In this week’s recap: Rising number of COVID-19 cases and no progress on a stimulus bill lead to a bumpy week on Wall Street; U.K. anticipates “No-Deal” for Brexit.
THE WEEK ON WALL STREET
Stocks retreated last week on rising COVID-19 infections and slow progress on an economic relief bill.
The Dow Jones Industrial Average dipped 0.57%, while the Standard & Poor’s 500 dropped 0.96%. The Nasdaq Composite index fell 0.69% for the week. The MSCI EAFE index, which tracks developed overseas stock markets, declined 0.05%.1,2,3
STIMULUS STALLS, STOCKS STUMBLE
The market grappled all week with worries over rising COVID-19 cases and the economic restrictions that followed. Nevertheless, there were moments of optimism— such as the starting of vaccinations in the U.K.— that drove markets to record highs.4
But gains could not be sustained as an agreement on a fiscal stimulus bill remained elusive and daily news regarding COVID-19 cases undermined investor sentiment.
Markets were also challenged by having to absorb a number of new and secondary stock offerings last week, including two high-profile technology IPOs. The Energy sector continued its strong run, while small and mid-cap stocks posted another week of positive performance.5
A "NO DEAL" BREXIT MORE LIKELY
The prospects of an agreement to manage Britain’s exit from the European Union by year end dimmed as the two parties failed to narrow their differences in a meeting held last week.6
Though primarily a European issue, a no-deal Brexit may hold consequences for U.S. businesses and investors. The failure to reach an agreement has the potential to disrupt an already fragile supply chain and cause issues in the financial markets. A supply chain disruption may weaken European economies (e.g., Germany) that are important to American companies. Another consequence may be a stronger U.S. dollar, which would make American exports more expensive and less competitive.
Little time remains in striking an agreement since the prevailing framework ends December 31, 2020.
Tip of the Week
Starting a small business? A written plan is handy for forecasting, budgeting and presenting your idea to potential investors. A written plan is far preferable to one you keep in your head.
THE WEEK AHEAD: KEY ECONOMIC DATA
Tuesday: Industrial Production.
Wednesday: Retail Sales, Federal Open Market Committee (FOMC) Announcement.
Thursday: Housing Starts, Jobless Claims.
Friday: Index of Leading Economic Indicators.
Source: Econoday, December 11, 2020
The Econoday economic calendar lists upcoming U.S. economic data releases (including key economic indicators), Federal Reserve policy meetings, and speaking engagements of Federal Reserve officials. The content is developed from sources believed to be providing accurate information. The forecasts or forward-looking statements are based on assumptions and may not materialize. The forecasts also are subject to revision.
THE WEEK AHEAD: COMPANIES REPORTING EARNINGS
Thursday: General Mills (GIS).
Friday: Darden Restaurants (DRI).
Source: Zacks, December 11, 2020
Companies mentioned are for informational purposes only. It should not be considered a solicitation for the purchase or sale of the securities. Investing involves risks, and investment decisions should be based on your own goals, time horizon, and tolerance for risk. The return and principal value of investments will fluctuate as market conditions change. When sold, investments may be worth more or less than their original cost. Companies may reschedule when they report earnings without notice.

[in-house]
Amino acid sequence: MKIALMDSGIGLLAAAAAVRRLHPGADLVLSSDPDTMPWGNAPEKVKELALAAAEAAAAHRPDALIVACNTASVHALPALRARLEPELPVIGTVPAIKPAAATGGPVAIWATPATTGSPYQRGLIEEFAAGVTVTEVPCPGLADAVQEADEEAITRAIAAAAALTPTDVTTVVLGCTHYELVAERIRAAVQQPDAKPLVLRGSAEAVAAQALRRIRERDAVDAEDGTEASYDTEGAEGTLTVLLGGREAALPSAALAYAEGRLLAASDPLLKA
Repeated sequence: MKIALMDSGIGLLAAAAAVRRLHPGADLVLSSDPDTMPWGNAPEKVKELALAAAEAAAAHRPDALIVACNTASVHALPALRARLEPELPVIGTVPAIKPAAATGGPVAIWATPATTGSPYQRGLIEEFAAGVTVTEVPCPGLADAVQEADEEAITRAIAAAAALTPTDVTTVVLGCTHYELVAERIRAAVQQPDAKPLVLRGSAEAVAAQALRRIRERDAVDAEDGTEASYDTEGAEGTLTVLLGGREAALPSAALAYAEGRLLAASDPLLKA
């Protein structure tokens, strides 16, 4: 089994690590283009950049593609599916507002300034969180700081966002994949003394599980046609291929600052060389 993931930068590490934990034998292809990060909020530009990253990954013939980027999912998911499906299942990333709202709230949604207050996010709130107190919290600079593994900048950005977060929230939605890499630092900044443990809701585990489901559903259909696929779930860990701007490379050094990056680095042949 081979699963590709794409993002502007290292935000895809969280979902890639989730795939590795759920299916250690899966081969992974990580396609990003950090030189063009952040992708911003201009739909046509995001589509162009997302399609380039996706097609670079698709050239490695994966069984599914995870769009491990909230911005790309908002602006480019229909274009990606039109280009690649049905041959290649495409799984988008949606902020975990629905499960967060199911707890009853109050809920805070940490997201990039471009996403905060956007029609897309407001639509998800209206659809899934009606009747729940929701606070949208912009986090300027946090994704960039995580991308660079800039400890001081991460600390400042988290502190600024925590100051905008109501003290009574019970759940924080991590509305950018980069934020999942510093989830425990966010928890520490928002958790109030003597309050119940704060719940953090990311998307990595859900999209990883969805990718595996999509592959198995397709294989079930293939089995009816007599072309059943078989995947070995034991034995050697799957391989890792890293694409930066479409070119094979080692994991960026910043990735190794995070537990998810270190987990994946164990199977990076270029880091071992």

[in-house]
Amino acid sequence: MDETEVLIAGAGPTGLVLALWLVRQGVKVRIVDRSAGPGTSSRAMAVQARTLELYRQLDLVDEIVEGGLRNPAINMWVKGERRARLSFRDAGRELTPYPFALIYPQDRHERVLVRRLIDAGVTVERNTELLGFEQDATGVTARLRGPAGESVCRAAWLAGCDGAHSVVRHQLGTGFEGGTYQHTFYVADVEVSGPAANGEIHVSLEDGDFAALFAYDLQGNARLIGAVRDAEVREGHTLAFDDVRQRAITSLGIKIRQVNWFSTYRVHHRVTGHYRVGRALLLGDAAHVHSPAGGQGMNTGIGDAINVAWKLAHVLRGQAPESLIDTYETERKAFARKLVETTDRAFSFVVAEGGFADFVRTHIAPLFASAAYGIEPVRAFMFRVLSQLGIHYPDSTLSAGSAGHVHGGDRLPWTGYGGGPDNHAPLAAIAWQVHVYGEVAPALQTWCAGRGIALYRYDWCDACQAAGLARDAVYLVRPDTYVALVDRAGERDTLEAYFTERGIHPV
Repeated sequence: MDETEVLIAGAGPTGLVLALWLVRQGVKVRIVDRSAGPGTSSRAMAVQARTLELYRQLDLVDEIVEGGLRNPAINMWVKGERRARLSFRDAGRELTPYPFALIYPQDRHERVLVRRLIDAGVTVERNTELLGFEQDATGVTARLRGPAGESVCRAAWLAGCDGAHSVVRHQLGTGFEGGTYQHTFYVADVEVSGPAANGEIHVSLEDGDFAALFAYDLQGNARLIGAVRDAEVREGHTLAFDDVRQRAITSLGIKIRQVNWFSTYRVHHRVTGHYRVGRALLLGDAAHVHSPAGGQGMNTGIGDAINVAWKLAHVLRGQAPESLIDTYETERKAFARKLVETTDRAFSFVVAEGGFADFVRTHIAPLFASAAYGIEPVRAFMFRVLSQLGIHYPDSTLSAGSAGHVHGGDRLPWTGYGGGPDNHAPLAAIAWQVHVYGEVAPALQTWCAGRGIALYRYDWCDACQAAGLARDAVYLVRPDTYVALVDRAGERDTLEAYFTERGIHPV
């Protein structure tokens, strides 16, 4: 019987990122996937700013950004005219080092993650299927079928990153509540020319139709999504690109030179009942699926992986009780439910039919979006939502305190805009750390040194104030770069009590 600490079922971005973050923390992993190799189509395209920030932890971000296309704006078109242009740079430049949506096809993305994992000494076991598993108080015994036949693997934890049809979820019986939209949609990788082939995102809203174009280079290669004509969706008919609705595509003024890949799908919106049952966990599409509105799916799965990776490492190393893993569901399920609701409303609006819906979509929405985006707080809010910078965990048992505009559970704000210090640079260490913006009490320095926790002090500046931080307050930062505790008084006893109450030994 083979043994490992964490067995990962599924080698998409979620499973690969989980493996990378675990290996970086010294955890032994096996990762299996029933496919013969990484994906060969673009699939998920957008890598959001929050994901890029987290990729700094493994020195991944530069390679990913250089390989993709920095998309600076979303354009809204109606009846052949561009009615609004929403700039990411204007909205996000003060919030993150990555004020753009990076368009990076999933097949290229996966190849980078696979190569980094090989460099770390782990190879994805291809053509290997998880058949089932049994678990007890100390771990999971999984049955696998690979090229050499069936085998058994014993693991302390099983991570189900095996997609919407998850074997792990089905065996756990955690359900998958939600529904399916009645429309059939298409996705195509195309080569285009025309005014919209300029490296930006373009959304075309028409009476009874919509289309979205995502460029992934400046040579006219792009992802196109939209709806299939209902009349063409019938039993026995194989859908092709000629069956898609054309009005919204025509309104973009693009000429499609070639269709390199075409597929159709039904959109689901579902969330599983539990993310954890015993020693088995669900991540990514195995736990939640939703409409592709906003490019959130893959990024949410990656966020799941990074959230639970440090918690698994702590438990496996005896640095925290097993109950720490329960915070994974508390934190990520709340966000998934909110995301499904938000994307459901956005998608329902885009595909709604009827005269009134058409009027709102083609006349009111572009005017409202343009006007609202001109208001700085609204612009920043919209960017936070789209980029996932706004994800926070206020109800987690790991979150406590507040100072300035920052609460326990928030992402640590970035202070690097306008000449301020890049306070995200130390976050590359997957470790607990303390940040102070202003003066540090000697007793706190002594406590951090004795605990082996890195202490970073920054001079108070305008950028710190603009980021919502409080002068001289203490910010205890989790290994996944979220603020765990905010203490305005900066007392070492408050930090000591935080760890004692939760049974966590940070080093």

Quote of the Week
“You’re born an original. Don’t die a copy.”
The Weekly Riddle
At a class reunion, everyone shakes hands exactly once with every person present. That results in a total of 28 handshakes. In total, how many people are at the reunion?
LAST WEEK’S RIDDLE: I have keys that will open no locks. I have a space and a lock that’s a key. You can enter but you can’t leave, and yet - you can escape. What am I?
ANSWER: A keyboard.
Investing involves risks, and investment decisions should be based on your own goals, time horizon, and tolerance for risk. The return and principal value of investments will fluctuate as market conditions change. When sold, investments may be worth more or less than their original cost.
The forecasts or forward-looking statements are based on assumptions, may not materialize, and are subject to revision without notice.
The market indexes discussed are unmanaged, and generally, considered representative of their respective markets. Index performance is not indicative of the past performance of a particular investment. Indexes do not incur management fees, costs, and expenses. Individuals cannot directly invest in unmanaged indexes. Past performance does not guarantee future results.
The Dow Jones Industrial Average is an unmanaged index that is generally considered representative of large-capitalization companies on the U.S. stock market. Nasdaq Composite is an index of the common stocks and similar securities listed on the Nasdaq stock market and is considered a broad indicator of the performance of technology and growth companies. The MSCI EAFE Index was created by Morgan Stanley Capital International (MSCI) and serves as a benchmark of the performance of major international equity markets, as represented by 21 major MSCI indexes from Europe, Australia, and Southeast Asia. The S&P 500 Composite Index is an unmanaged group of securities that are considered to be representative of the stock market in general.
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Please consult your financial professional for additional information.
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1. The Wall Street Journal, December 11, 2020
2. The Wall Street Journal, December 11, 2020
3. The Wall Street Journal, December 11, 2020
4. USAToday.com, December 8, 2020
5. CNBC.com, December 10, 2020
6. CNBC.com, December 9, 2020